The first thing to draw my eye was the steering linkage, made up from pipe wrenches and connecting rods with a few machined bits thrown in for good measure. The steering box is a Saginaw 525 possibly from a Jeep because it takes 6.5 turns from lock to lock. The box mounted on studs just aft of the radiator were not sleeved. The holes were near edges and the plates were not fully welded. The steering shaft back to the steering wheel consisted of welded couplers, universal joints and a stub shaft from a VW bug mounted in a single bushing hanging from the dash. No substantial support left the steering wheel a bit flaccid. I apologize for letting that tidbit escape my camera’s eye.
If you would take notice, the welds holding the pipe wrench to the steering system in the above pictures. Notice how over temp and undercut the welds are.
I broke that bit off with a two foot prybar and about 30 pounds of force.
The next bit of bother was the tie rod. Most of you fine chaps know that mounting the tie rod out ahead of the axle is not always the best solution to your problems. However when building a “rat rod” getting the car as low as possible is your only concern. This means placing the front beam axle ahead of the radiator. This not only allows the lower tank of the radiator to be as low as possible, but also nudges the front axle out for at least another foot of wheelbase. This leaves the problem of what to do with the tie rod. Behind the axle is an issue as it interferes with the radiator and it’s rakish angle so your best bet is to flip the steering arms around front. If Mr Puerile had known about the work done by Mr Rudolph Akerman he could have avoided this folly into a steering system that caused the vehicle to push so severely that turning the wheel to full lock had a turning radius somewhat inside that of the Queen Mary.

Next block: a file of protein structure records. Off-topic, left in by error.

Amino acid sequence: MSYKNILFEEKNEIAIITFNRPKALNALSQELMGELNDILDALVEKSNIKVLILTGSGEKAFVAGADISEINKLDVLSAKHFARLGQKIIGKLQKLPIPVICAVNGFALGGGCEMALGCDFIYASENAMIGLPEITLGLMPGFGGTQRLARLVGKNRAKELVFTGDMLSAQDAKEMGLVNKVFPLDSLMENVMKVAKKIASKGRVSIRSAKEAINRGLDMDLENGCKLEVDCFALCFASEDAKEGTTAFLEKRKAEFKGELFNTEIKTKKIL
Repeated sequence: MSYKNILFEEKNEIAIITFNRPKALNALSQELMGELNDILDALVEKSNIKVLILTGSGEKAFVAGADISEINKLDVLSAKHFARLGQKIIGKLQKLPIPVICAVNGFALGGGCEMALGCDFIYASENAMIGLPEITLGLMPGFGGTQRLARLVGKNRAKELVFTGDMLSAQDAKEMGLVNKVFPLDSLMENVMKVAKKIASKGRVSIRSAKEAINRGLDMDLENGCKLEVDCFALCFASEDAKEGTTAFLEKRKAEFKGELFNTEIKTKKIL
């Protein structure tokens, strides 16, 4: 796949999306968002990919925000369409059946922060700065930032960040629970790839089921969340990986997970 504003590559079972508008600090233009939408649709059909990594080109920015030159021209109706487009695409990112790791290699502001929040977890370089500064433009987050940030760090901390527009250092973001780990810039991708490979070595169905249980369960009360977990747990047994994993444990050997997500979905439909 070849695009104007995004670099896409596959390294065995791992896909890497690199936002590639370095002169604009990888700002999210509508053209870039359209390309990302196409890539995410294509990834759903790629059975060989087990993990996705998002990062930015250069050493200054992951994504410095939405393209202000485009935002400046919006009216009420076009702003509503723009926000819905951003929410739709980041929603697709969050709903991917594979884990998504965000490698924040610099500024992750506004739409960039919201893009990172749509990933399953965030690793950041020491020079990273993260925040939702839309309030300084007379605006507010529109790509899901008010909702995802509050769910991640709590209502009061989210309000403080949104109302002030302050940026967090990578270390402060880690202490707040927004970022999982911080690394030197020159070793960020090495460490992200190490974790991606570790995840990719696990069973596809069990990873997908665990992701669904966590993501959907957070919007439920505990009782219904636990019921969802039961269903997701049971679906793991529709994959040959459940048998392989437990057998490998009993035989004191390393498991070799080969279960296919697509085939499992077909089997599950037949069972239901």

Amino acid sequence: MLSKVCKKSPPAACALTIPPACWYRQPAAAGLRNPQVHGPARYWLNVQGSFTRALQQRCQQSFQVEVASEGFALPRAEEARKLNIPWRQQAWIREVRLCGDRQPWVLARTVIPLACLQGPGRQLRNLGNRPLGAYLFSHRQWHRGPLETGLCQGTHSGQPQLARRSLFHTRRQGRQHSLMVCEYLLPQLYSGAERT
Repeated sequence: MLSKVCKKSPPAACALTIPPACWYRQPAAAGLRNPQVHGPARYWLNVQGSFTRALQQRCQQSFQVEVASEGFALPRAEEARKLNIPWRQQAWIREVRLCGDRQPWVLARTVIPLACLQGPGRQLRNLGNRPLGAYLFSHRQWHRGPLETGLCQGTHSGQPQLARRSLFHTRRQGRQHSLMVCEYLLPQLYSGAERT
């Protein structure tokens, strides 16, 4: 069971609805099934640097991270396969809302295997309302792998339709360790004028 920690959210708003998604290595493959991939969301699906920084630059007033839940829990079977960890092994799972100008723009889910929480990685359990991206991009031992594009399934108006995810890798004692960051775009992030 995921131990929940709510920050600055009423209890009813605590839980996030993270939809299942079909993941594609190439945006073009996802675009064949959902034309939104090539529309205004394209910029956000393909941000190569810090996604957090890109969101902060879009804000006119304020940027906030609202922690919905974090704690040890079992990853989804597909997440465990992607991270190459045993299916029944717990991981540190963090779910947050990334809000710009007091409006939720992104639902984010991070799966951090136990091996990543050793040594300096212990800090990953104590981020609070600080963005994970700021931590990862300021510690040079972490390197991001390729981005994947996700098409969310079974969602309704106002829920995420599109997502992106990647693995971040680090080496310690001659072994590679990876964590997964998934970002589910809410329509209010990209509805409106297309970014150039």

The steering arms you see are most likely from a 1953-1956 Ford F100. Wait for the more creative uses of more of this donor vehicle.
Not truly concerned with the air spring mountings or any of the other gear, Mr Funk and I agreed to a figure and the vehicle was left to me. I pulled the vehicle inside my shop. It took me 20 minutes to achieve this due to the small 8′ door and 90º turn to enter the shop.
I shut the doors late Saturday night and left the little Hudson to think about where it had been. On the following Monday when I opened the doors and flicked on the lights the little Hudson greeted me by pops and creaks. It was resting firmly on the ground and the air pressure in its scuba tanks was at naught, but still, the suspension was so bound up that it continued to settle over 24 hours later.